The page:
John Powell’s terrific score (HTTYD’s secret weapon) builds upon the themes and motifs of his Oscar nominated work on the first film. Working with the stunning animation (which is so populated, vivid and detailed that it demands multiple viewings to fully appreciate) and outstanding cinematography, the music serves as a powerful enhancer of the film’s emotional beats, taking us through the exhilarating highs and heartbreaking lows of Hiccup’s story. In one memorable instance, two characters struggling to express overwhelming emotions try to connect through song (it makes perfect sense in the film don’t worry). As the intimate scene plays out, Powell brilliantly conveys a sense of pain and loss and then smoothly transfers to a powerful celebration of reconciliation, carrying us from near tears to a joyful grin so deftly that we don’t even notice the switch. And the Toothless and Hiccup flight theme is just as triumphant as ever.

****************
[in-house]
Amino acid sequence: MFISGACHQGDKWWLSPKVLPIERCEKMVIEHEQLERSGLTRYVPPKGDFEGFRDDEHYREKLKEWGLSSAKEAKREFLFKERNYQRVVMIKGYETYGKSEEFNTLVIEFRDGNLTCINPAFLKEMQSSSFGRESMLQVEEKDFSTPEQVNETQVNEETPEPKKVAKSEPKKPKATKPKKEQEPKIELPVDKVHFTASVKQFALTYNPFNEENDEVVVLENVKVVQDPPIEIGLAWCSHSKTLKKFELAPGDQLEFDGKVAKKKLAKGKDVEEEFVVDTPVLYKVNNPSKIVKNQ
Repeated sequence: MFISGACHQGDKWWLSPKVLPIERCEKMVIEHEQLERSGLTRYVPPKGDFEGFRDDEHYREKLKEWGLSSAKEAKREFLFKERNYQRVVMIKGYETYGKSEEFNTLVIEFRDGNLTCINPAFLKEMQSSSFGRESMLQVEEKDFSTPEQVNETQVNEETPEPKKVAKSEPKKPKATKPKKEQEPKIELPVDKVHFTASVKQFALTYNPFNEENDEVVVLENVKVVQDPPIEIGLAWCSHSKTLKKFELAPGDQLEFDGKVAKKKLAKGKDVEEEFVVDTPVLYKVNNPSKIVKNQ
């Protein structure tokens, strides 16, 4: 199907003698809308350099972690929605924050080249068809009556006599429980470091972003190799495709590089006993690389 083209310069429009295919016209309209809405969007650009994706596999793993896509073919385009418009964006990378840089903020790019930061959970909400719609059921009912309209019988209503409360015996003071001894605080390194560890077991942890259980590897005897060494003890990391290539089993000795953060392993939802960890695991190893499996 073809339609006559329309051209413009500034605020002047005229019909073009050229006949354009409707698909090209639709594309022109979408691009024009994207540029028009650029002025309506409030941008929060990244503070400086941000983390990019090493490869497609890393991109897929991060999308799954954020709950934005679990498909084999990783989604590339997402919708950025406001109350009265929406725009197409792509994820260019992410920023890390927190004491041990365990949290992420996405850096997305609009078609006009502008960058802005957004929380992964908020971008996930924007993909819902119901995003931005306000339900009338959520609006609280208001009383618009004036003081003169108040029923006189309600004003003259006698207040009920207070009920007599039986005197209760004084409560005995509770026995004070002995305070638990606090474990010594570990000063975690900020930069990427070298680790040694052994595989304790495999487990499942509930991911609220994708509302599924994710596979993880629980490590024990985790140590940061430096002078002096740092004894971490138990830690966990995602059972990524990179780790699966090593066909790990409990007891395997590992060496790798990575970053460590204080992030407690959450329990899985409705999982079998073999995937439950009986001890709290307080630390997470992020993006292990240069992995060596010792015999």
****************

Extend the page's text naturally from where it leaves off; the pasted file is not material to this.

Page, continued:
Now let’s return to that Empire Strikes Back comparison. Darker might seem like an odd direction for an animated sequel to take, after all it’d be pretty strange if Despicable Me 3 decided to start injecting a sense of doom and tragedy into it’s story but with HTTYD it does make a lot of sense. Afterall, this isn’t a comedy, it’s got its share of well judged laughs for sure, but just because the characters are animated and the creatures are cute doesn’t mean this is purely lighthearted. It isn’t just for kids either, there is obviously stuff to keep youngsters entertained (sheep slapstick!) but really this is a fantasy epic in the same vein as Harry Potter or even The Lord of the Rings.